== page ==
Is there another set of definitions, ones that apply to me more than all the others? Do not be trite. Do not even consider writing words like a gypsy on the page. You are not a gypsy. You are not a wanderer. You are not a newcomer. Fine. How about rooted. Absolutely not, I grunt, crossing out the word with my pencil. Rooted implies something entrenched, fixed, a person with a historical lineage that can be easily accessed. Try again.
I am English because of my birth and experience, and, in truth, I am Ukrainian by blood only. What would my life have been like if my family had returned to England? Was it my intolerable grief over my father’s death that forced my mother to choose to stay in America in the end? Did I ever really want America? Is my longing for home a particularly American obsession or an immigrant one? I scribble the word “unrooted” in the margins of the paper.
Am I unrooted? Without question.
https://www.annasochocky.com/wp-content/uploads/2020/02/root.jpg8531280Anna Sochockyhttp://www.annasochocky.com/wp-content/uploads/2020/01/Anna-Sochocky-Logo.pngAnna Sochocky2020-02-14 15:47:252021-03-30 14:52:40The Politics of Naming
On autumn days, when I drive across the prairie alone, my father’s country, Ukraine, appears in my rearview mirror. The country’s outline does not emerge near the anniversary of my father’s death. He died on the last day of June. The silhouette is disconnected from his birth under an Aquarius sun during the darkest part of winter, too. Rather, the faint, porous Ukrainian borders materialize long after the sun begins to wither when the blue sky is so crisp that my teeth ache. Only when the corn stalks have disappeared under the plow and the air is motionless do I detect this foreign vista behind me.
I have come to expect this annual visitation.
The film stills of Ukraine rolling behind me are not part of this century. I do not see the effects of Chernobyl on the polluted land or drink the poisoned water. I cannot picture the pinched faces of young girls with little to believe in but familiar strains of pop music and their boyfriends’ hands between their thighs. The empty grocery store shelves and the derelict buildings of a once-grand and fortuitous country do not cross my view.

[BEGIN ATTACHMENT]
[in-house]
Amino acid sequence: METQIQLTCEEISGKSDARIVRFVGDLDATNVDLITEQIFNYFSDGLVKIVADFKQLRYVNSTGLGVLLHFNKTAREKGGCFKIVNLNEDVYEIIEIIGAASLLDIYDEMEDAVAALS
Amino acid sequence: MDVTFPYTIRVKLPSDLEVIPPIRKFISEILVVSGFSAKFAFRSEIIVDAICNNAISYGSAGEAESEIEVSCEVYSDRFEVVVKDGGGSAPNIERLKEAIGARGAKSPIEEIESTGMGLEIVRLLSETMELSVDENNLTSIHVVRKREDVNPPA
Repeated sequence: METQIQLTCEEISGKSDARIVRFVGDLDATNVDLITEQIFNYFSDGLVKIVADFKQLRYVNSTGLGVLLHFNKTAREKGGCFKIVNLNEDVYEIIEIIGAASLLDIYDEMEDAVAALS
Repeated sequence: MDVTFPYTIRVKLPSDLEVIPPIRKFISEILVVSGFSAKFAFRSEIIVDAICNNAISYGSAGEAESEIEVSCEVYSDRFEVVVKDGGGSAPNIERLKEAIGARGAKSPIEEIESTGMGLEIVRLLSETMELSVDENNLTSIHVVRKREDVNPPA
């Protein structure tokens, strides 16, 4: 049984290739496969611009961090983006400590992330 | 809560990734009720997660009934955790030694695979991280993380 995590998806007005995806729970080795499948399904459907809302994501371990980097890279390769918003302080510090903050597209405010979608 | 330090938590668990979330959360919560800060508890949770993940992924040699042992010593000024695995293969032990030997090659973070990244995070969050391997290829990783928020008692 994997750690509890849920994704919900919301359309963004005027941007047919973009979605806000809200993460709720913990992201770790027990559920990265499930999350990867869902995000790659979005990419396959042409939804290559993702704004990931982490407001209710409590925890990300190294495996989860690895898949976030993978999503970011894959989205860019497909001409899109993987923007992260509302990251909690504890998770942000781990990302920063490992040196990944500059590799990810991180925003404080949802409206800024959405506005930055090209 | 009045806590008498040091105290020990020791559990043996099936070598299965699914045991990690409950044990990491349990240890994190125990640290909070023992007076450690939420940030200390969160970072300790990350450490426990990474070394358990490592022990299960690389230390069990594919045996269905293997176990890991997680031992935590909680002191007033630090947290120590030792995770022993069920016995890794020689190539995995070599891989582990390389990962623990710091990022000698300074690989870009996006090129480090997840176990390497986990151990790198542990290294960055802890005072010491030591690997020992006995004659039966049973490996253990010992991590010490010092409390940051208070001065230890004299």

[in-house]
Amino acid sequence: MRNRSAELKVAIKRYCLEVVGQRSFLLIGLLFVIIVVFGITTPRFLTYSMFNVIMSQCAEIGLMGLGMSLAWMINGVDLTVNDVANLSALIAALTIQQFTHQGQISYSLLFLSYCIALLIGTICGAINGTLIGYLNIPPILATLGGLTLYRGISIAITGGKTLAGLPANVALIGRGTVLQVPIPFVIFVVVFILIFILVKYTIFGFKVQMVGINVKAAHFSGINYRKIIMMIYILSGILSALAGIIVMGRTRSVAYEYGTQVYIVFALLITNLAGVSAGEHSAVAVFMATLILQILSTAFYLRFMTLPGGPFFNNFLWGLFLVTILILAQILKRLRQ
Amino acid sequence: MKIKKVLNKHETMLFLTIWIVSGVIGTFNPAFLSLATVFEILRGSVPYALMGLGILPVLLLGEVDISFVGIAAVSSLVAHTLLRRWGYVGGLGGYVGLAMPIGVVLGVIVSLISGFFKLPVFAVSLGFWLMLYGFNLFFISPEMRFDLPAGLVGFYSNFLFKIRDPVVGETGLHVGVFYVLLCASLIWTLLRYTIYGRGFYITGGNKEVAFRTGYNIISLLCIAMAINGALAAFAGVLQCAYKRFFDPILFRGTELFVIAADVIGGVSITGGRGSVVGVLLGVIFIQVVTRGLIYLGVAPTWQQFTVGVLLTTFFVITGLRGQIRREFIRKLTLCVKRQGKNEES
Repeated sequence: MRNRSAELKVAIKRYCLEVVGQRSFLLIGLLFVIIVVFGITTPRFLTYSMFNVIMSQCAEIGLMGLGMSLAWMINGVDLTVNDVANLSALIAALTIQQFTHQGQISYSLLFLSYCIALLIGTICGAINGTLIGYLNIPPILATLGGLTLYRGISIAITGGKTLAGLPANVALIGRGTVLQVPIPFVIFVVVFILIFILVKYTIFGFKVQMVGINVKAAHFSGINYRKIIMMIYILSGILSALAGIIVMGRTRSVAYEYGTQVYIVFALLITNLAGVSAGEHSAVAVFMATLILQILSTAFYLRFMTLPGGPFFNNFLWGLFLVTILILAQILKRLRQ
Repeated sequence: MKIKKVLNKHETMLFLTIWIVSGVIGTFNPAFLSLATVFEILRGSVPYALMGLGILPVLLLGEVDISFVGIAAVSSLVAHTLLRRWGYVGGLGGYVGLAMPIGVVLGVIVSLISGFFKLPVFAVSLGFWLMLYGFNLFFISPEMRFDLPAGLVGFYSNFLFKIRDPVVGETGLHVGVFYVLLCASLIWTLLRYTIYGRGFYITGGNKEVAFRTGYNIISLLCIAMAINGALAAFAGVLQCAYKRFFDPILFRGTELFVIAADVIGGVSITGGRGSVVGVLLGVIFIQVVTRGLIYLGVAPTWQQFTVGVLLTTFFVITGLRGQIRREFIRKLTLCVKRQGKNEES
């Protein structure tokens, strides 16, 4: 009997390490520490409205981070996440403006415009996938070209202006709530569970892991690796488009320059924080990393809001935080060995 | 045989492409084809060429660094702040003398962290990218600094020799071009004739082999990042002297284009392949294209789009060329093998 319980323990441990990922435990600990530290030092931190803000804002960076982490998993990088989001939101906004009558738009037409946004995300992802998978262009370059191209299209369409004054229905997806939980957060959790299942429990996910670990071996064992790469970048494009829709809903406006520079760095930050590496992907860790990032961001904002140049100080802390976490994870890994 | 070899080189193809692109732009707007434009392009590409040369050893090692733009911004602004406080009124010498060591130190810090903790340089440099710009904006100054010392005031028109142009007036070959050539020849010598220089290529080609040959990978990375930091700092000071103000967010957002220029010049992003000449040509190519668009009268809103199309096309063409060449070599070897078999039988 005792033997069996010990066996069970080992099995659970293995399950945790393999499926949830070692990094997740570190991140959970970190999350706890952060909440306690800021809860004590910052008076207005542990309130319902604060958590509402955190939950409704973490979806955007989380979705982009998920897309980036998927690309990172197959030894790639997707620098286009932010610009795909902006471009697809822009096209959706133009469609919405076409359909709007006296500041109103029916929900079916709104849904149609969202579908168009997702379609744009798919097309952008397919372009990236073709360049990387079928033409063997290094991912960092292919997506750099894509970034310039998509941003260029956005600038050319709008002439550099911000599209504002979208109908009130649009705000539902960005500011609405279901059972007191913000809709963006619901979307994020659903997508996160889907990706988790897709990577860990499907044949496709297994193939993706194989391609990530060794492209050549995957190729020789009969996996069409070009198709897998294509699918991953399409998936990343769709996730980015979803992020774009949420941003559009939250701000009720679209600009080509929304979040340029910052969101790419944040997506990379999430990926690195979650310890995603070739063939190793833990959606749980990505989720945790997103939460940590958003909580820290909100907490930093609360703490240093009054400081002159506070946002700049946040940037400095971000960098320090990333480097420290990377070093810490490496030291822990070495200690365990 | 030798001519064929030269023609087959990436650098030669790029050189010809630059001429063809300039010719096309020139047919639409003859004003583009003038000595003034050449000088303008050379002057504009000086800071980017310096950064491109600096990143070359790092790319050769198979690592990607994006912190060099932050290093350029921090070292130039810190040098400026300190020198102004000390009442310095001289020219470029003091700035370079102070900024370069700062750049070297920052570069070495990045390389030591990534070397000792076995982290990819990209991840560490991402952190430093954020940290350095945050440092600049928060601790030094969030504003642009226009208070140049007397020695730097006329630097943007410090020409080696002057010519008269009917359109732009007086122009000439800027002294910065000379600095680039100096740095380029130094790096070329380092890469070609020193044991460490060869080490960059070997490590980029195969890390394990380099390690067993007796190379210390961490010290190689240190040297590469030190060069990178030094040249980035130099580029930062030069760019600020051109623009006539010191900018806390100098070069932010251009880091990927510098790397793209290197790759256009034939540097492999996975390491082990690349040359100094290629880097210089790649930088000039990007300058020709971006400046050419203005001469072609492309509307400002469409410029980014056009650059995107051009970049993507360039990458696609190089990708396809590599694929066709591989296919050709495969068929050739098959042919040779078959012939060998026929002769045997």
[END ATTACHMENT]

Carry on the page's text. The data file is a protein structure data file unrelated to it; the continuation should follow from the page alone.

I see my father’s Ukraine, instead.
In the mirror, I see a land where men once guided themselves across quiet, wheat oceans by starlight like mariners. Bison and antelope, wild horses, and prairie hawks still innocently roam across this bruised land. My ancestors’ bones are buried in this black earth, too, buried deep within a prairie my father once walked across with faith before the war came.
The sharp smell of wood smoke filtering through my cracked car window reassigns me to a distant century. I see Baroque churches with Greek domes and mosaic Virgins pieced together from crimson, turquoise, and emerald fragments. Ox-drawn carts stumble across muddy roads leading into dark forests. I see braided kolach bread wreathed in candles on Christmas Eve and brightly colored Easter eggs in April. I see my father on the back of a horse, his boots dug deep in the stirrups, or is it I dressed in the pale green sweater and t-shirt, my cold hands gripping worn leather reins, my cheeks pink like a pair of apples, who I see?
Behind me, there are wandering minstrels carrying banduras. I see a poet, who was once a serf, argue angrily with Fate as the train carries him into a frozen exile, pencil and paper ripped from his hands. Next to an uncle, I sit at a wooden table with the taste of resistance and borscht on his chapped lips in my horizontal moving picture. My father is at the table too, arguing with his brother – the dissident – arguing tearfully against the path of hunger and violence Fate will lay down for both of them. I see great famine and peasants scorching their own houses, burning the last sheaths of grain before the day’s arrests begin. These truths, like his cold, sepia-toned landscape, darken the history of my father’s Ukraine.
I have never traveled to my father’s country.
I have not seen how the beech trees cling together in dense forests or how the linden, oak, and pine branches knot in a web above the swamps and meadows. On the streets of Kyiv, my Eastern European features have not dissolved into faces with an architecture that has not changed for centuries, ones that belong to lives steeped in cheap Vodka, blunt cigarettes, and unrelenting poverty. Sitting on the docks in Odessa, sipping Turkish coffee, and smoking in the chilly morning air has not been part of my life. Nor have I stood with my father by the Black Sea mesmerized by the oceangoing freighters crushed together like downtown office buildings.
Would I even feel a connection to Ukraine if I knew where my father stood in the photograph I have of him, amidst bare trees, smiling? Would I understand what he saw as we stood together on the first land he owned after the war when all I wanted was for the mosquitoes to quit feasting on my plump ten-year-old body? It made no difference to my father that the land was part of the Canadian prairie. This land was saturated with his memory and the typography of the Ukrainian steppe. Land loved. Land labored. Land lost. The spiritual and historical life of an entire nation revolves around Ukrainians’ intimate relationship with the earth.
For my father, Ukraine was a land driven by memory; for me, it is driven by history.